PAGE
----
“What do I need to get started?” This is the question we get most often from readers regarding iPhone development. The answer is pretty simple: an Intel-based Mac computer (PowerPC CPU is not supported by the SDK), the iPhone development environment (FREE from Apple), and a few good “introduction to iPhone programming” books. We have looked at a few programming books in the past, some of which were written before Apple had released the iPhone SDK. These were useful when there was no “official” development platform from Cupertino and you had to jailbreak the iPhone to do any programming for it. With the release of the official iPhone SDK, though, these older books are out-of-date, but can still be illuminating. We thumb through them every once in a while to remind ourselves how much easier it is programming with Xcode and the iPhone SDK!
When we think “programming books,” the name O’Reilly usually comes to mind. This may be because O’Reilly has been a publisher of technology-related books for as long as we can remember. It may also be because of the iconic covers of their books. Whatever the reason, we find most of the iPhone programming books in our collection are from O’Reilly. The basic ones (Allan, Hockenberry) cover the fundamentals of how to get started, from setting up the Xcode development enviroment to applying for admission to Apple’s App Store. However, by necessity, none of the books can go too deeply into any one of the dozens of possible iPhone programming subtopics. Fortunately, we are starting to see more and more books on advanced iPhone topics being published.
Graphics on the Mac has been one of its strong points since the the early days. The iPhone’s support for the OpenGL standard continues the tradition. Philip Rideout has written a book on how to do 3D graphics on the iPhone using the OpenGL standard. While you do not have to be a graphics expert to find the book useful, seeing a 4D-matrix transform should not freak you out either.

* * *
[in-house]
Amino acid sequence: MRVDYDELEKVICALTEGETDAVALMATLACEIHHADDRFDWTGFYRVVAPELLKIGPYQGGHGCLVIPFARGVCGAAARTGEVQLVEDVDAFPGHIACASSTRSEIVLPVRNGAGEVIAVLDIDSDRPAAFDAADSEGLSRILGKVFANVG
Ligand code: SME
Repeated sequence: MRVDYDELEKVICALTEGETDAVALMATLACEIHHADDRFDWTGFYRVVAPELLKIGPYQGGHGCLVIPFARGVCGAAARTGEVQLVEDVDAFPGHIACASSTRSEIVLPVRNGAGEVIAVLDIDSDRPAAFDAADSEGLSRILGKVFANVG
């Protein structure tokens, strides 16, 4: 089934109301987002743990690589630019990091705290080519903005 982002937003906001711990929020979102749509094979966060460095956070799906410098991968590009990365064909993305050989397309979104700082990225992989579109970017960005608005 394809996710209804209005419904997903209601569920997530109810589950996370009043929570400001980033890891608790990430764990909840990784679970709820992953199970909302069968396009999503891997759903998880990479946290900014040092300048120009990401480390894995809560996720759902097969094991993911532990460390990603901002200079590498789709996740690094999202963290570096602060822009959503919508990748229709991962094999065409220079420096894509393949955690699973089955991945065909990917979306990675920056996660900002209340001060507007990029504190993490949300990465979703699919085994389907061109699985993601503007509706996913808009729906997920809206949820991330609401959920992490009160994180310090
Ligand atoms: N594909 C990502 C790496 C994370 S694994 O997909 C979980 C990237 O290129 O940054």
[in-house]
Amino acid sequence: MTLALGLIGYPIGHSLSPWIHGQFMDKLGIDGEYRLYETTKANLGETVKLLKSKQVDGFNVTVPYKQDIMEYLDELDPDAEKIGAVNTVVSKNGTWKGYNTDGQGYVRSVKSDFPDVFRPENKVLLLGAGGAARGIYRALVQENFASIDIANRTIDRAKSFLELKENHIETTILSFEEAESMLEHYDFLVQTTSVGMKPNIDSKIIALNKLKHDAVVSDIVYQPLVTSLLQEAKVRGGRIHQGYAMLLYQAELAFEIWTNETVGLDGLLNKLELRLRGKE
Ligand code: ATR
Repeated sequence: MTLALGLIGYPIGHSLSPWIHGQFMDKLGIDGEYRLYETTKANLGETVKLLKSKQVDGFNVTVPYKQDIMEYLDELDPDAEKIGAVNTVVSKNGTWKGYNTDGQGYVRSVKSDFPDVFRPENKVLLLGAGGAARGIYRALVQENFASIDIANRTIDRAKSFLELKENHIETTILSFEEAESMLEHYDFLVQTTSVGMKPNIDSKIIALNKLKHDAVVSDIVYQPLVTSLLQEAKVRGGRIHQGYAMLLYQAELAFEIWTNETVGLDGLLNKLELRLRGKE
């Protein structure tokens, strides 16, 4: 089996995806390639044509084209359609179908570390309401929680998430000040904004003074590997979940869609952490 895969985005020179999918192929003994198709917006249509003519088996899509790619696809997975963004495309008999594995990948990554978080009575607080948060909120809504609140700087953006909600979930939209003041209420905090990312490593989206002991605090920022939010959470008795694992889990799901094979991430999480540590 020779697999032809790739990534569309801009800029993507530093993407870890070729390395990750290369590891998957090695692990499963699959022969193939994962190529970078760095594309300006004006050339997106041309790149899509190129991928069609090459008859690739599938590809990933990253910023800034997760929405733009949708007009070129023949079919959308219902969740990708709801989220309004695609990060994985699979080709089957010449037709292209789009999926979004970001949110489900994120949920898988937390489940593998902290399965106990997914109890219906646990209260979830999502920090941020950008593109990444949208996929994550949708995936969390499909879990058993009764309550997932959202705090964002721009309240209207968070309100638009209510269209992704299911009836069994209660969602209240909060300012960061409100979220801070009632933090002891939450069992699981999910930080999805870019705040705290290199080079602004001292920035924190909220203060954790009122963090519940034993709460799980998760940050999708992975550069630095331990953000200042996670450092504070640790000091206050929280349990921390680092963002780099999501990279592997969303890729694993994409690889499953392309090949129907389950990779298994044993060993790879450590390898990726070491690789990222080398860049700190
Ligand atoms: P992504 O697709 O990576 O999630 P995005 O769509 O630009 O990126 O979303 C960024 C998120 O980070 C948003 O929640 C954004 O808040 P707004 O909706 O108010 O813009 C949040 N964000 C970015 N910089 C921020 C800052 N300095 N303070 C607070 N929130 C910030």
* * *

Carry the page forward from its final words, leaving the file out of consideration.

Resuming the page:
Any discussion of 3D graphics natually flows into game development. Many were skeptical of the iPhone ever being a viable gaming platform. That skepticism turned out to be completely wrong. The iPhone, with its multi-touch screen, accelerometer, and high resolution display has proven itself to be an awesome gaming platform. Paul Zirkle (Konami) and Joe Hogue (Electronic Arts) have teamed up and written a book on how to design and develop games specifically for the iPhone. This is an intermediate level programming book suitable for developers with strong fundamentals in iPhone programming who are looking for an introduction to game development for the iPhone.
Some of these books will get readers started in iPhone programming, others will round out the introduction with more in-depth knowledge. We will have more to say about these books as we get deeper into them. Undoubtedly there will be many other excellent iPhone and iPad programming books coming out in the future. When we come across others which we find to be helpful, and we will, we’ll be sure to let you know. However, the only way to get hands-on knowledge is to write code. The best way to do that is to see how others have done it. Apple has a great collection of sample code in its iPhone Dev Center. Go and check it out.
We expect to focus our development energies exclusively on the iPhone for the next few years. If you would like to follow the progress of our iPhone programming journey, check out the RainyDayEngineering section from time to time. We try to update it at least once a week with something iPhone/iPad related. If you have a question or request, feel free to drop Milo (our newest RainyDayIntern) a note. He is pretty good about answering his emails.